Med. Weter. 69 (6), 333-340, 2013

full text

Madej J.A., Madej J.P., Kandefer-Gola M.
Inflammatory process in immune-privileged organs
Organs in which inflammation goes by different rules through protecting them against damage are called immunologically privileged. These include the central nervous system, the front chamber of the eye (excluding the cornea), the liver, the kernel, the pregnant uterus, hamster cheek pouches and hyaline cartilage. The brain immunological privilege is due to fact that it has no lymphatic vessels and contains a small number of T-lymphocytes and macrophages, while a blood-brain barrier is present. In the brain, there is a long-term graft survival of allo-and xenografts, such as the adrenal medulla tissue or fetal tissue allografts. The anterior chamber of the eye is also an immunologically privileged area, which is often a convenient place for grafts of experimental tumors in animals. Inside the testes tolerance of autoantigens present in the germ cells is attained, which is maintained by the presence of incomplete barriers limiting access to reproductive cell antigens of immune cells and antibodies. In other parts of the body such a response to an antigen is not found, which makes these organs very interesting from the point of view of pathogenesis and immunity.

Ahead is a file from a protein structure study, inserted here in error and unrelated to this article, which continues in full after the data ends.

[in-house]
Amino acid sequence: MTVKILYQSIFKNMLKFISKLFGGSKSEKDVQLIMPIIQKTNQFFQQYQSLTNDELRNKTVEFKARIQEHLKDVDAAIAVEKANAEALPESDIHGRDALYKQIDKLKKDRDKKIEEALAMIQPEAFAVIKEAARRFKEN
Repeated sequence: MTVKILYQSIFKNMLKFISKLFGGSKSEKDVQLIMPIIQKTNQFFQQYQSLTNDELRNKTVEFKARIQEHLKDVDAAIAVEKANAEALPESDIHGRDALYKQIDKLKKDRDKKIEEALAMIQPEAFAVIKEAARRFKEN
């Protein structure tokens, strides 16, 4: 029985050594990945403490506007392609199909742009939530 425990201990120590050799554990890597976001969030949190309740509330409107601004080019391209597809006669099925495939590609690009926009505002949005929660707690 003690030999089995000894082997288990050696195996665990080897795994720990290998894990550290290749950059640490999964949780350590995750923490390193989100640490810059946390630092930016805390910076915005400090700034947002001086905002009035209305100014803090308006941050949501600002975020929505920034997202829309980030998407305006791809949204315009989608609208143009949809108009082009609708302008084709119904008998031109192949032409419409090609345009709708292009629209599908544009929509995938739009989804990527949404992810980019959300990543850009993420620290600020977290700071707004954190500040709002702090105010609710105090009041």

Key words: immune privileged organ, allograft, inflammation, blood – brain barrier, lymphocyte